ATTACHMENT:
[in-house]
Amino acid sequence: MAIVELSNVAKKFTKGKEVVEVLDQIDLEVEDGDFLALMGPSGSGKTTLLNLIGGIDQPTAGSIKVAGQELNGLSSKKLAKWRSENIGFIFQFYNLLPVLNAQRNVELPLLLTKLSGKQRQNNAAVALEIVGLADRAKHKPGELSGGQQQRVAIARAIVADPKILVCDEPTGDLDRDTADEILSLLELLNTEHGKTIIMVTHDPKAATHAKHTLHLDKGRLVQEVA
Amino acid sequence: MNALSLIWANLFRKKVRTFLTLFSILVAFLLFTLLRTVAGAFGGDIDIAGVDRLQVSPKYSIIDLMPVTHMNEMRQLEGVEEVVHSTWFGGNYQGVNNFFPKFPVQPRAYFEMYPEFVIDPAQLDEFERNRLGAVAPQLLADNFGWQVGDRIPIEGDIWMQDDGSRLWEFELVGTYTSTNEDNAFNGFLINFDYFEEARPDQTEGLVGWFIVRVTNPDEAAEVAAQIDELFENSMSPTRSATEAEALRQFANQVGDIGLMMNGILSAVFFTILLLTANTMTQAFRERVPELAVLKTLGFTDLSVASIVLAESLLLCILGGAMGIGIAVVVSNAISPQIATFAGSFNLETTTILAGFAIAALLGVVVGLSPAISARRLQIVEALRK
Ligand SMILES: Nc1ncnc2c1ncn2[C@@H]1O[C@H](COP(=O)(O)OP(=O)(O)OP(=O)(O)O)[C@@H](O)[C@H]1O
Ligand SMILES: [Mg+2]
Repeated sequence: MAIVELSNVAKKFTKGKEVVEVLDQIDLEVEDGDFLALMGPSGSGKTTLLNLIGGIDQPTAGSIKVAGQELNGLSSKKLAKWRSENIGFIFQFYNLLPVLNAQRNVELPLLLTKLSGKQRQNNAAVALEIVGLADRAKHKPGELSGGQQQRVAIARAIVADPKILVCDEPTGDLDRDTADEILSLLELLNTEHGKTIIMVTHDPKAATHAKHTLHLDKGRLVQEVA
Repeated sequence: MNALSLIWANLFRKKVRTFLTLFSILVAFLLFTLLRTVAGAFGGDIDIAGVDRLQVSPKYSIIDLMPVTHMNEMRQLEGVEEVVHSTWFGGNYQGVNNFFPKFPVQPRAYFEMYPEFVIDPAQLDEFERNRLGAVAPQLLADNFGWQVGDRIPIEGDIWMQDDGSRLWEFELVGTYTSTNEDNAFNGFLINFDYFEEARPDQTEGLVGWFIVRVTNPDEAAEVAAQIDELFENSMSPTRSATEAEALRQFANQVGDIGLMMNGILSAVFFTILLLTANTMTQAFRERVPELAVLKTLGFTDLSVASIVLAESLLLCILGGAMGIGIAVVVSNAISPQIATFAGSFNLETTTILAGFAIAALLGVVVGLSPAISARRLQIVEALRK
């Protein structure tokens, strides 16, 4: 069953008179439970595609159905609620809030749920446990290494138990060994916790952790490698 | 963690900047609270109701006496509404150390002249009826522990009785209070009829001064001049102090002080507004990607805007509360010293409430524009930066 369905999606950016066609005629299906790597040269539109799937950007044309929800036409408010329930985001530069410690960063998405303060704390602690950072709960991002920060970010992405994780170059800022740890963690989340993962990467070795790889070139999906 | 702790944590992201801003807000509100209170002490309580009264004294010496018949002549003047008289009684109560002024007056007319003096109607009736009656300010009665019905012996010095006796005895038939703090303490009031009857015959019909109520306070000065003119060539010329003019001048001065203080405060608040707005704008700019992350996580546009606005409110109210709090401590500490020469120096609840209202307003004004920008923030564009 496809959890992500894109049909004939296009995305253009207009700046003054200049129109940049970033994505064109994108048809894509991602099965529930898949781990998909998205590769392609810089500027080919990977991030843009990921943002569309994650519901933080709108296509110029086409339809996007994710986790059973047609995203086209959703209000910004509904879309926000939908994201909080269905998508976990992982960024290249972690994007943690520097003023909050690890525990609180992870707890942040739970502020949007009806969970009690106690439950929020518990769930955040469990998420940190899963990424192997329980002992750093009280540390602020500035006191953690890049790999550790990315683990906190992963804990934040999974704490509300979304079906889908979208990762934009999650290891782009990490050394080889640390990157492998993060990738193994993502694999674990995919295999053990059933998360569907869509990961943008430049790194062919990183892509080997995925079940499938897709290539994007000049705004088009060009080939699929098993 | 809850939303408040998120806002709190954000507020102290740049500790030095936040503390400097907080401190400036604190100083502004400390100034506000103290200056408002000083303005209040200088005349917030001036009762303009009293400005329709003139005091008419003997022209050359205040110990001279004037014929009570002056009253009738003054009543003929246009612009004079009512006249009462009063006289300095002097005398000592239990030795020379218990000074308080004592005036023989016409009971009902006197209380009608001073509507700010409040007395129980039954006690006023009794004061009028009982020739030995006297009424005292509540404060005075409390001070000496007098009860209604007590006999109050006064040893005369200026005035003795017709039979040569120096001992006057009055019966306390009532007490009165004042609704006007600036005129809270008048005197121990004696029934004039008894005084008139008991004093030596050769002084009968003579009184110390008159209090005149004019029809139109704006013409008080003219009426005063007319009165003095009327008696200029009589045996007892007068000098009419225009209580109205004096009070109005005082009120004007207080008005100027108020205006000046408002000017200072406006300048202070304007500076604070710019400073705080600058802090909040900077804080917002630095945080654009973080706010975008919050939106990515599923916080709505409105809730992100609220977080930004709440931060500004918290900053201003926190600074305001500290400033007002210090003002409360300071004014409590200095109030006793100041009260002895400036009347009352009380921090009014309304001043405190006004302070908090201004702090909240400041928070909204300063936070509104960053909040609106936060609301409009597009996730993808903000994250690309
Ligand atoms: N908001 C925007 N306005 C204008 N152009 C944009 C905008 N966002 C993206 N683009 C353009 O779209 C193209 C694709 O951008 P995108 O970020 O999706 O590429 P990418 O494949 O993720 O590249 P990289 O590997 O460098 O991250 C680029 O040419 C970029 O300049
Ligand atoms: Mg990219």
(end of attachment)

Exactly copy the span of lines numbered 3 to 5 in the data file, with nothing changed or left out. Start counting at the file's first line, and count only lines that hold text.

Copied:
Amino acid sequence: MNALSLIWANLFRKKVRTFLTLFSILVAFLLFTLLRTVAGAFGGDIDIAGVDRLQVSPKYSIIDLMPVTHMNEMRQLEGVEEVVHSTWFGGNYQGVNNFFPKFPVQPRAYFEMYPEFVIDPAQLDEFERNRLGAVAPQLLADNFGWQVGDRIPIEGDIWMQDDGSRLWEFELVGTYTSTNEDNAFNGFLINFDYFEEARPDQTEGLVGWFIVRVTNPDEAAEVAAQIDELFENSMSPTRSATEAEALRQFANQVGDIGLMMNGILSAVFFTILLLTANTMTQAFRERVPELAVLKTLGFTDLSVASIVLAESLLLCILGGAMGIGIAVVVSNAISPQIATFAGSFNLETTTILAGFAIAALLGVVVGLSPAISARRLQIVEALRK
Ligand SMILES: Nc1ncnc2c1ncn2[C@@H]1O[C@H](COP(=O)(O)OP(=O)(O)OP(=O)(O)O)[C@@H](O)[C@H]1O
Ligand SMILES: [Mg+2]